Last week, the House Budget Committee conducted a hearing on the Budget and Economic Outlook, an annual baseline report published by the Congressional Budget Office (CBO) that provides budget and economic projections for the upcoming 10 years. While CBO’s projections for fiscal years 2018 to 2028 are sobering, it is not surprising that mandatory spending, including interest on the federal debt, continues to be the greatest driver of our nation’s fiscal insolvency.
Outlook without Action
Today, our debt stands at roughly $21.4 trillion—greater than the size of the entire economy. If this trajectory is unchanged, deficits will hit $1.5 trillion in fiscal year (FY) 2028 and total $12.4 trillion over the next 10 years. As a result, debt held by the public is projected to increase by $13.0 trillion, reaching $28.7 trillion by the end of the budget window and making up nearly 100 percent of gross domestic product (GDP).
Out-of-Control Mandatory Spending
Mandatory spending comprises the largest share of our country’s spending. Also referred to as direct spending, it is driven mainly by economic and demographic factors and most of the programs run on effectively permanent authorizations, not subject to the annual appropriations review process. As a result, it grows unsustainably on autopilot. CBO projects that mandatory spending will increase from $2.5 trillion in 2017 to $4.5 trillion in 2028. By that date, mandatory programs will consume 77 percent of total spending and will account for roughly 15.2 percent of GDP by FY 2028.
Social Insurance Programs
Within overall non-interest mandatory spending, the two major social insurance programs are projected to continue growing faster than the economy as a whole. The cost of Social Security is projected to rise from $939 billion in 2017 to $1.8 trillion in 2028, and Medicare spending is expected to increase from $583 billion in 2018 to $1.26 trillion in 2028. This level of growth is unsustainable and threatens each program’s solvency.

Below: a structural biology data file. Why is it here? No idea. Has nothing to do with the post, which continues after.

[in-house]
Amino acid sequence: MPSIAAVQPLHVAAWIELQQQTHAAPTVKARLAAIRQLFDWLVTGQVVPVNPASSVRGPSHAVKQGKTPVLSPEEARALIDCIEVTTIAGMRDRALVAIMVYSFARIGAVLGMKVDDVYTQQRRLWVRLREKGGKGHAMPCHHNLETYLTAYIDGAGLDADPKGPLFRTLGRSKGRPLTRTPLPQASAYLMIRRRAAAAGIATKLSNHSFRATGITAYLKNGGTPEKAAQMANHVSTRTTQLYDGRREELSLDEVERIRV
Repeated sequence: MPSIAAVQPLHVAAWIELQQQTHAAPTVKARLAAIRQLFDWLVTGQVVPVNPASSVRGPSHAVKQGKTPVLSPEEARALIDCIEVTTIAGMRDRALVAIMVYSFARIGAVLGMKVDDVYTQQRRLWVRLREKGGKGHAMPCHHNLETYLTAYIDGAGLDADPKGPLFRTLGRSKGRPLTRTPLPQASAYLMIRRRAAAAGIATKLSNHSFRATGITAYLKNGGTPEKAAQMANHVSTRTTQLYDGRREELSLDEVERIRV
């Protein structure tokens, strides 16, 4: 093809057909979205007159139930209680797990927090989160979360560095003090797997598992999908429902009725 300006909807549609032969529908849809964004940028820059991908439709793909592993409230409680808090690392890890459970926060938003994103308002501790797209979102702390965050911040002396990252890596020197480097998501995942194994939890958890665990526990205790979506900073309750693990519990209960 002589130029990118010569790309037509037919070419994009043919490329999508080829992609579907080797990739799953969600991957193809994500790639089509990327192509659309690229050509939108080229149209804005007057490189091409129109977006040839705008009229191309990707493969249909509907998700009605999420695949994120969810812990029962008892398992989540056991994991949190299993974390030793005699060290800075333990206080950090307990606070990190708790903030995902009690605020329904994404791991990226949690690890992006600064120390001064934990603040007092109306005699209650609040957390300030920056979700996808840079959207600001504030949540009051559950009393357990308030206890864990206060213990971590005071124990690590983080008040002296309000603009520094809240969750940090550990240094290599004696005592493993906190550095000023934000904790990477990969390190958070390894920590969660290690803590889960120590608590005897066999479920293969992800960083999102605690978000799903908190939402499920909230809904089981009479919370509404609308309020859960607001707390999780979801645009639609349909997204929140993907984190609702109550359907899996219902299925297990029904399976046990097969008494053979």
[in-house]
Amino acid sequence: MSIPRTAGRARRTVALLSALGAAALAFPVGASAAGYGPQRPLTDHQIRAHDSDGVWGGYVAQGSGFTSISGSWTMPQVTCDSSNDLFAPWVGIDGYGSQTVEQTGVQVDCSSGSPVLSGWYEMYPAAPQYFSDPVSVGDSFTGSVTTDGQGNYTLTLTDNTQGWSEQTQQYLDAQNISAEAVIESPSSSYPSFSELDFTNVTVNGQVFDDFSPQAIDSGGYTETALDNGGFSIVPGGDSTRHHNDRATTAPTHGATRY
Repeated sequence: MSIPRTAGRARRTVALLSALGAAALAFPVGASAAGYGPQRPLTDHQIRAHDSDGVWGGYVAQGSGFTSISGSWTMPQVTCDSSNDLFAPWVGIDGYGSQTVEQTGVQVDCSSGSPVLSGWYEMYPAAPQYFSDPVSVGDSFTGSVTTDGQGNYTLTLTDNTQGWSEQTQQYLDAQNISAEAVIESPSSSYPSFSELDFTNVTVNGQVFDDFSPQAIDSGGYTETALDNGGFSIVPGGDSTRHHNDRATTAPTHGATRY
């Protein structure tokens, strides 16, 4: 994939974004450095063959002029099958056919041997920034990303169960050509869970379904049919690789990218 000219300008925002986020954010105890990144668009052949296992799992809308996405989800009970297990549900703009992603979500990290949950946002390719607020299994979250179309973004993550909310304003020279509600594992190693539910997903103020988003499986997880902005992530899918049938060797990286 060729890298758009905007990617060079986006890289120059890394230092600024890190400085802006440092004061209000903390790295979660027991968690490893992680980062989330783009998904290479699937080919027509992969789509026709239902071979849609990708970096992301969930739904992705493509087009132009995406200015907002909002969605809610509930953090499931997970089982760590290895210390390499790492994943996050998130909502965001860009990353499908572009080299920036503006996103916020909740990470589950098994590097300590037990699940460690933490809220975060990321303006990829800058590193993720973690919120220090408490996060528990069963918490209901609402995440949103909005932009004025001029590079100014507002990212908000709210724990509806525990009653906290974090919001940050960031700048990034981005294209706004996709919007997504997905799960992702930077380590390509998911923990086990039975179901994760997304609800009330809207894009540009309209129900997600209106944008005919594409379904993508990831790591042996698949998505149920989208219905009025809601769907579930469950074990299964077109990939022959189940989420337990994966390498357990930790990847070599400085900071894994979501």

Means Tested Programs
On the current path, programs designed for some of the most vulnerable are also in peril. Spending on these programs has almost doubled over the past decade. The largest of these programs is Medicaid, with spending expected to rise from $375 billion in 2017 to $655 billion in 2028. Outlays for health insurance subsidies and related subsidies are projected to rise from $48 billion in 2017 to $91 billion in 2028. Other income security programs are projected to increase from $294 billion in 2017 to $370 billion in 2028.
Direct spending extends beyond retirement, health care, and low-income programs into all functions of the government. It includes federal employee retirement, agriculture and higher education subsidies, and a variety of other programs.
Reversing the Trend
For years, House Republicans have called for real action to deal with mandatory spending. One way Congress can control this spending is through utilizing the tool of budget reconciliation. The procedure can drive much-needed reform while helping curb direct spending in pursuit of a balanced, fiscally-responsible budget.